04:22PM, Thursday 01 October 2020
The education gap between the most deprived and least deprived in the Royal Borough is one of largest in the country, according to a national study.
A research report carried out by the Social Mobility Commission was published in September showing how the area a person grows up in and conditions they are raised in affects how much they earn as an adult.
Using newly-acquired data of all state-educated males in England born between 1986 and 1988, the study found a large pay gap between those who were disadvantaged and those from affluent families, even in areas of high social mobility.
According to the data, the education gap between the most and least deprived males in the Royal Borough is between 51 and 57 per cent, placing it among the top 10 local authorities in England.
Other local authorities in the top 10 include Oxford, South Bucks and Wycombe.
The report also called on local and regional leaders to ‘enhance and expand their understanding of what is going on in their locality.’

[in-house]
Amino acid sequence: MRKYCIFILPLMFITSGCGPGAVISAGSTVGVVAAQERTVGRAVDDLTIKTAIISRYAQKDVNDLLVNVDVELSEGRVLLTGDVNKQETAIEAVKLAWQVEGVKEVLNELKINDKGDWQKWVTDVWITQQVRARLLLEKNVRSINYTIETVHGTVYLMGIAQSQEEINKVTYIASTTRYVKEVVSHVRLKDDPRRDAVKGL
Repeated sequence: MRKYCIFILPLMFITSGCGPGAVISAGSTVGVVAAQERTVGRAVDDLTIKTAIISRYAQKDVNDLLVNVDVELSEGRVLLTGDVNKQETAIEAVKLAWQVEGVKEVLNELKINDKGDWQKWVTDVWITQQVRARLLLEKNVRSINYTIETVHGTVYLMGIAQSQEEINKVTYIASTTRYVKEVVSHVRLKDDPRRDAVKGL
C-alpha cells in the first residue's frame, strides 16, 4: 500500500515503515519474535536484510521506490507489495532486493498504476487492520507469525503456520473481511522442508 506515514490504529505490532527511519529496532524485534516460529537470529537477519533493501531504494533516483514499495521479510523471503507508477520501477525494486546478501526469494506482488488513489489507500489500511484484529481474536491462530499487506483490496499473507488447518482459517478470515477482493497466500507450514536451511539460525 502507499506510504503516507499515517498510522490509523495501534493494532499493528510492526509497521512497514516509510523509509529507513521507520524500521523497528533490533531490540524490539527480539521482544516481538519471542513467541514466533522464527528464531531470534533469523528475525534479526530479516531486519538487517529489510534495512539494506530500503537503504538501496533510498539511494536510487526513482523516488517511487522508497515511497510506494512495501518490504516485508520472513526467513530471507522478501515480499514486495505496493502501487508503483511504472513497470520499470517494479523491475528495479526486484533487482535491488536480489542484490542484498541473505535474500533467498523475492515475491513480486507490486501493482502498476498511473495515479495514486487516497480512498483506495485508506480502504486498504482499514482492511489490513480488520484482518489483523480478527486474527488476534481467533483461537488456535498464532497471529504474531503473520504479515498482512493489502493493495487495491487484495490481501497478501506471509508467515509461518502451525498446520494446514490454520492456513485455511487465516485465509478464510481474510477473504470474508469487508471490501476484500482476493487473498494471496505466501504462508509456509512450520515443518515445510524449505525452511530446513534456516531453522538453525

Reacting to the report, Cllr Amy Tisi (Lib Dem, Clewer East), who is a teacher in her day job, said: “If you have a family that’s worried about rent, about being evicted or about domestic violence, when there’s all these other things going on a child isn’t going to be able to make the best of the education offered to them.
“There’s a huge social side and we have realised during COVID what a huge impact schools have on that side of things, because when schools were closed all these things that schools did as well as teaching weren’t happening.
“I don’t know exactly how we’ll solve these issues but in a post-COVID world we might look at it a little more because it’s glaringly obvious that the gap is widening.”
The Royal Borough has been approached for comment.
To view the full report, titled The Long Shadow Of Deprivation: Differences in Opportunities Across England visit www.gov.uk/government/ publications/the-long-shadow-of-deprivation-differences-in-opportunities
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